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I am writing a number of small, simple applications which share a common structure and need to do some of the same things in the same ways (e.g. logging, database connection setup, environment setup) and I'm looking for some advice in structuring the reusable components. The code is written in a strongly and statically typed language (e.g. Java or C#, I've had to solve this problem in both). At the moment I've got this:

abstract class EmptyApp //this is the reusable bit
{
   //various useful fields: loggers, db connections

   abstract function body()
   function run()
   {
        //do setup
        this.body()
        //do cleanup
   }
}

class theApp extends EmptyApp //this is a given app
{
   function body()
   {
        //do stuff using some fields from EmptyApp
   }

   function main()
   {
        theApp app = new theApp()
        app.run()
   }
 }

Is there a better way? Perhaps as follows? I'm having trouble weighing the trade-offs...

abstract class EmptyApp
{
     //various fields
}

class ReusableBits
{
    static function doSetup(EmptyApp theApp)

    static function doCleanup(EmptyApp theApp)
}

class theApp extends EmptyApp
{
    function main()
    {
         ReusableBits.doSetup(this);
         //do stuff using some fields from EmptyApp
         ReusableBits.doCleanup(this);
    }
}

One obvious tradeoff is that with option 2, the 'framework' can't wrap the app in a try-catch block...

share|improve this question
up vote 4 down vote accepted

I've always favored re-use through composition (your second option) rather than inheritance (your first option).

Inheritance should only be used when there is a relationship between the classes rather than for code reuse.

So for your example I would have multiple ReusableBits classes each doing 1 thing that each application a make use of as/when required.

This allows each application to re-use the parts of your framework that are relevant for that specific application without being forced to take everything, Allowing the individual applications more freedom. Re-use through inheritance can sometimes become very restrictive if you have some applications in the future that don't exactly fit into the structure you have in mind today.

You will also find unit testing and test driven development much easier if you break your framework up into separate utilities.

share|improve this answer

Why not make the framework call onto your customisable code ? So your client creates some object, and injects it into the framework. The framework initialises, calls setup() etc., and then calls your client's code. Upon completion (or even after a thrown exception), the framework then calls cleanup() and exits.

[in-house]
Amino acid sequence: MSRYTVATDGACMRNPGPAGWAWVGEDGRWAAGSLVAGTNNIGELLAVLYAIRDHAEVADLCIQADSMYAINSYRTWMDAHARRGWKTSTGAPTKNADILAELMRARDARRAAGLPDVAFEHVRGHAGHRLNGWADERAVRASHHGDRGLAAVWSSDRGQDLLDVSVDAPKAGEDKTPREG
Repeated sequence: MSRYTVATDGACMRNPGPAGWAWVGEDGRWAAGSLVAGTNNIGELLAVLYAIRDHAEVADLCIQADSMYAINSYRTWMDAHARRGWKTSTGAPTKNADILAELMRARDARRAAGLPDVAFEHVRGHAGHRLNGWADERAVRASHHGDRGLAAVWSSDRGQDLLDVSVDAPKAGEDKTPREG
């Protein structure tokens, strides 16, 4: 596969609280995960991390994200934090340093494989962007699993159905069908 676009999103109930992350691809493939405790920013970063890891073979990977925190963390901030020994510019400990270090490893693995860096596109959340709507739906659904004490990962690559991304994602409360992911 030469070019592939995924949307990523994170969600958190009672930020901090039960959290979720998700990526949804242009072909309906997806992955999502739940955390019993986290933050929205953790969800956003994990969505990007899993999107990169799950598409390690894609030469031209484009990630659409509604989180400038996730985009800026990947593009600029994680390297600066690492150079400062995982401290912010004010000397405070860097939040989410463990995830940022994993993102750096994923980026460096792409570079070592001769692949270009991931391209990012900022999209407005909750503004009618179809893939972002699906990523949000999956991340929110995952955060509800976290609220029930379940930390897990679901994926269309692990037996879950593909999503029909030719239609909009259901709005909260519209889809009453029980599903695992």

So your client would simply implement an interface such as (in Java)

public interface ClientCode {

    void runClientStuff(); // for the sake of argument
}

and the framework code is configured with an implementation of this, and calls runClientStuff() whenever required.

So you don't derive from the application framework, but simply provide a class conforming to a particular contract. You can configure the application setup at runtime (e.g. what class the client will provide to the app) since you're not deriving from the app and so your dependency isn't static.

The above interface can be extended to have multiple methods, and the application can call the required methods at different stages in the lifecycle (e.g. to provide client-specific setup/cleanup) but that's an example of feature creep :-)

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Remember, inheritance is only a good choice if all the object that are inheriting reuse the code duo to their similarities. or if you want callers to be able to interact with them in the same fission. if what i just mentioned applies to you then based on my experience its always better to have the common logic in your base/abstract class.

this is how i would re-write your sample app in C#.

abstract class BaseClass
{
    string field1 = "Hello World";
    string field2 = "Goodbye World";

    public void Start()
    {
    	Console.WriteLine("Starting.");
    	Setup();
    	CustomWork();
    	Cleanup();
    }

    public virtual void Setup()
    {Console.WriteLine("Doing Base Setup.");}

    public virtual void Cleanup()
    {Console.WriteLine("Doing Base Cleanup.");}

    public abstract void CustomWork();
}

class MyClass : BaseClass
{
    public override void CustomWork()
    {Console.WriteLine("Doing Custome work.");}

    public override void Cleanup()
    {
    	Console.WriteLine("Doing Custom Cleanup");
    	//You can skip the next line if you want to replace the
    	//cleanup code rather than extending it
    	base.Cleanup();
    }

}

void Main()
{
    MyClass worker = new MyClass();
    worker.Start();
}
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